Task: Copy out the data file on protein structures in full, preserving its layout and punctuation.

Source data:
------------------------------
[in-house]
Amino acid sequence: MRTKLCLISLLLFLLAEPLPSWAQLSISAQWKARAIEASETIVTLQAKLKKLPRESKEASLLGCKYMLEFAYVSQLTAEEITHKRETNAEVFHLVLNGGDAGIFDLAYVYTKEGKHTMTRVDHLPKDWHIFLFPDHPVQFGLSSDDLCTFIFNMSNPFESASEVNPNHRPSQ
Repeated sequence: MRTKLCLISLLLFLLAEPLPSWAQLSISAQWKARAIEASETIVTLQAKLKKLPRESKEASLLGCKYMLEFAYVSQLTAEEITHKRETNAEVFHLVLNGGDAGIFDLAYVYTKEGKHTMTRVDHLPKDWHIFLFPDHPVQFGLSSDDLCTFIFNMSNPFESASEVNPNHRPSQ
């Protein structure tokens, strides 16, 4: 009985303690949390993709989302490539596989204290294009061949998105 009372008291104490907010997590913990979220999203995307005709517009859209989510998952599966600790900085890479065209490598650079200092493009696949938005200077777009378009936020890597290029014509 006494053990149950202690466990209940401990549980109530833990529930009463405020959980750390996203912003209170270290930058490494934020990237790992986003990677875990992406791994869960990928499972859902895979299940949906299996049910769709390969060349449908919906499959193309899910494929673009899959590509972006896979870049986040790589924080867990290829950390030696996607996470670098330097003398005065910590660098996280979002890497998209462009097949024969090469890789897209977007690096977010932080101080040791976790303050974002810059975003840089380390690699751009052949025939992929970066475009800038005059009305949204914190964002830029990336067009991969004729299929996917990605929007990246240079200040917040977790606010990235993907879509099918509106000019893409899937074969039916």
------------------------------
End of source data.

[in-house]
Amino acid sequence: MRTKLCLISLLLFLLAEPLPSWAQLSISAQWKARAIEASETIVTLQAKLKKLPRESKEASLLGCKYMLEFAYVSQLTAEEITHKRETNAEVFHLVLNGGDAGIFDLAYVYTKEGKHTMTRVDHLPKDWHIFLFPDHPVQFGLSSDDLCTFIFNMSNPFESASEVNPNHRPSQ
Repeated sequence: MRTKLCLISLLLFLLAEPLPSWAQLSISAQWKARAIEASETIVTLQAKLKKLPRESKEASLLGCKYMLEFAYVSQLTAEEITHKRETNAEVFHLVLNGGDAGIFDLAYVYTKEGKHTMTRVDHLPKDWHIFLFPDHPVQFGLSSDDLCTFIFNMSNPFESASEVNPNHRPSQ
């Protein structure tokens, strides 16, 4: 009985303690949390993709989302490539596989204290294009061949998105 009372008291104490907010997590913990979220999203995307005709517009859209989510998952599966600790900085890479065209490598650079200092493009696949938005200077777009378009936020890597290029014509 006494053990149950202690466990209940401990549980109530833990529930009463405020959980750390996203912003209170270290930058490494934020990237790992986003990677875990992406791994869960990928499972859902895979299940949906299996049910769709390969060349449908919906499959193309899910494929673009899959590509972006896979870049986040790589924080867990290829950390030696996607996470670098330097003398005065910590660098996280979002890497998209462009097949024969090469890789897209977007690096977010932080101080040791976790303050974002810059975003840089380390690699751009052949025939992929970066475009800038005059009305949204914190964002830029990336067009991969004729299929996917990605929007990246240079200040917040977790606010990235993907879509099918509106000019893409899937074969039916």